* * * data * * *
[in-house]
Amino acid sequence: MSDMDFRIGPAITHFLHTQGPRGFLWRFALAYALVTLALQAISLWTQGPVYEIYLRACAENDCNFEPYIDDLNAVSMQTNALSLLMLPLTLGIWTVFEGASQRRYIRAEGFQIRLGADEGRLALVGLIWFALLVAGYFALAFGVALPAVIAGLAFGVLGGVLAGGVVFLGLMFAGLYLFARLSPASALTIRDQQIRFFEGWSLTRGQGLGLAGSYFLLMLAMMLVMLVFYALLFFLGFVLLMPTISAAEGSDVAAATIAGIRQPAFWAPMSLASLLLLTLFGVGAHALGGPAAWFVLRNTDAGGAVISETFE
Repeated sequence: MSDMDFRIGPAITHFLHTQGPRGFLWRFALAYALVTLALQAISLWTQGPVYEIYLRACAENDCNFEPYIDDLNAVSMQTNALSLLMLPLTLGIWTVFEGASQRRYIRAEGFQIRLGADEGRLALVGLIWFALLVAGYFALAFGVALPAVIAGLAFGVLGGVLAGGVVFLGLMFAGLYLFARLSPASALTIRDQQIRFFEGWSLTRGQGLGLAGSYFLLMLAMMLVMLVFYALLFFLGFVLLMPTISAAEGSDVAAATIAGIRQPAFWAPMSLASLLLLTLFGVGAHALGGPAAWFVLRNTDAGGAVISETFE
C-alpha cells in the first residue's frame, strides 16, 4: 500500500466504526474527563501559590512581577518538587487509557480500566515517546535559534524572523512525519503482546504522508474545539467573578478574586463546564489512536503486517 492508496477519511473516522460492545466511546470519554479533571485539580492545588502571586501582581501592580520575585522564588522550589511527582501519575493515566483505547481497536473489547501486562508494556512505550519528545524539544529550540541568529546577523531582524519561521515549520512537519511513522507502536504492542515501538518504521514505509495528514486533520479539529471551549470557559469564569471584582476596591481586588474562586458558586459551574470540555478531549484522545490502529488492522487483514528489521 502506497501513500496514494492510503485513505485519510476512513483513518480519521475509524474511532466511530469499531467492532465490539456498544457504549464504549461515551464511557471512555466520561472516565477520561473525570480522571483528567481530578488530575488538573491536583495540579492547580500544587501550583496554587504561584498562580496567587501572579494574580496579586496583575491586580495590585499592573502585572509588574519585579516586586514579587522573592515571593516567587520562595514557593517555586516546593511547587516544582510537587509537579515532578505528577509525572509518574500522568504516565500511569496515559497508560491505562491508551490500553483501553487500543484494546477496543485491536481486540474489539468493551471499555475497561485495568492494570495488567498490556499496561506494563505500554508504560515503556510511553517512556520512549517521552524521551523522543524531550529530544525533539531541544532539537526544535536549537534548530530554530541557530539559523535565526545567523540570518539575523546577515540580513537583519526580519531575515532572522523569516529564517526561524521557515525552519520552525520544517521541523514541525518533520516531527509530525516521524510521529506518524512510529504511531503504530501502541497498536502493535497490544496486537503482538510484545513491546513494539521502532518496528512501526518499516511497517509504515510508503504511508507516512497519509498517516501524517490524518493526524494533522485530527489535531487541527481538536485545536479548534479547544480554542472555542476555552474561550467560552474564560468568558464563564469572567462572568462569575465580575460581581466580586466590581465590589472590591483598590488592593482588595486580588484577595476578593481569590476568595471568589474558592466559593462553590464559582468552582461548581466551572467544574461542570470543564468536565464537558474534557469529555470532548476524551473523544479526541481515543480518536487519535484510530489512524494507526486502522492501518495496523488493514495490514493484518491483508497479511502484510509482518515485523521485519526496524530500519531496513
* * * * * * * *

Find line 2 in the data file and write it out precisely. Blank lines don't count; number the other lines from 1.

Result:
Amino acid sequence: MSDMDFRIGPAITHFLHTQGPRGFLWRFALAYALVTLALQAISLWTQGPVYEIYLRACAENDCNFEPYIDDLNAVSMQTNALSLLMLPLTLGIWTVFEGASQRRYIRAEGFQIRLGADEGRLALVGLIWFALLVAGYFALAFGVALPAVIAGLAFGVLGGVLAGGVVFLGLMFAGLYLFARLSPASALTIRDQQIRFFEGWSLTRGQGLGLAGSYFLLMLAMMLVMLVFYALLFFLGFVLLMPTISAAEGSDVAAATIAGIRQPAFWAPMSLASLLLLTLFGVGAHALGGPAAWFVLRNTDAGGAVISETFE